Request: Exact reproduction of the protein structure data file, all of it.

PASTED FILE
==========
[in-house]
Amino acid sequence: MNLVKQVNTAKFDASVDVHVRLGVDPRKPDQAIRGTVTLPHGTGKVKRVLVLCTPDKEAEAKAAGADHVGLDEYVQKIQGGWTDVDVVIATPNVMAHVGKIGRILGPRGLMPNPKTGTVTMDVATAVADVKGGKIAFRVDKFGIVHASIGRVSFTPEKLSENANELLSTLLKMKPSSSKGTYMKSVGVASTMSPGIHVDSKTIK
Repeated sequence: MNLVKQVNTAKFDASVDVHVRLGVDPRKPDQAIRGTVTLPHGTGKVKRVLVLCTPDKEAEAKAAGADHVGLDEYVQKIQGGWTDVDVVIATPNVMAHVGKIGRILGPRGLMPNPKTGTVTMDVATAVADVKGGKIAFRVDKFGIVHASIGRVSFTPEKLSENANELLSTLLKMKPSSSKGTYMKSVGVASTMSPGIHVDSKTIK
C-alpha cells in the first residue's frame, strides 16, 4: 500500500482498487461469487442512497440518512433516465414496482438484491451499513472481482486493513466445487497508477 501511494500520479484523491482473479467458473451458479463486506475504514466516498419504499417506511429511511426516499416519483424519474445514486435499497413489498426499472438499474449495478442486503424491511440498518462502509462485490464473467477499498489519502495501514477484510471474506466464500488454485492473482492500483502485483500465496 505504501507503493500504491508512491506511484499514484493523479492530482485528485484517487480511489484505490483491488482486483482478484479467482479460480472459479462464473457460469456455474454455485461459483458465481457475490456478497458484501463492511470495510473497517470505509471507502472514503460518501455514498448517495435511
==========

[in-house]
Amino acid sequence: MNLVKQVNTAKFDASVDVHVRLGVDPRKPDQAIRGTVTLPHGTGKVKRVLVLCTPDKEAEAKAAGADHVGLDEYVQKIQGGWTDVDVVIATPNVMAHVGKIGRILGPRGLMPNPKTGTVTMDVATAVADVKGGKIAFRVDKFGIVHASIGRVSFTPEKLSENANELLSTLLKMKPSSSKGTYMKSVGVASTMSPGIHVDSKTIK
Repeated sequence: MNLVKQVNTAKFDASVDVHVRLGVDPRKPDQAIRGTVTLPHGTGKVKRVLVLCTPDKEAEAKAAGADHVGLDEYVQKIQGGWTDVDVVIATPNVMAHVGKIGRILGPRGLMPNPKTGTVTMDVATAVADVKGGKIAFRVDKFGIVHASIGRVSFTPEKLSENANELLSTLLKMKPSSSKGTYMKSVGVASTMSPGIHVDSKTIK
C-alpha cells in the first residue's frame, strides 16, 4: 500500500482498487461469487442512497440518512433516465414496482438484491451499513472481482486493513466445487497508477 501511494500520479484523491482473479467458473451458479463486506475504514466516498419504499417506511429511511426516499416519483424519474445514486435499497413489498426499472438499474449495478442486503424491511440498518462502509462485490464473467477499498489519502495501514477484510471474506466464500488454485492473482492500483502485483500465496 505504501507503493500504491508512491506511484499514484493523479492530482485528485484517487480511489484505490483491488482486483482478484479467482479460480472459479462464473457460469456455474454455485461459483458465481457475490456478497458484501463492511470495510473497517470505509471507502472514503460518501455514498448517495435511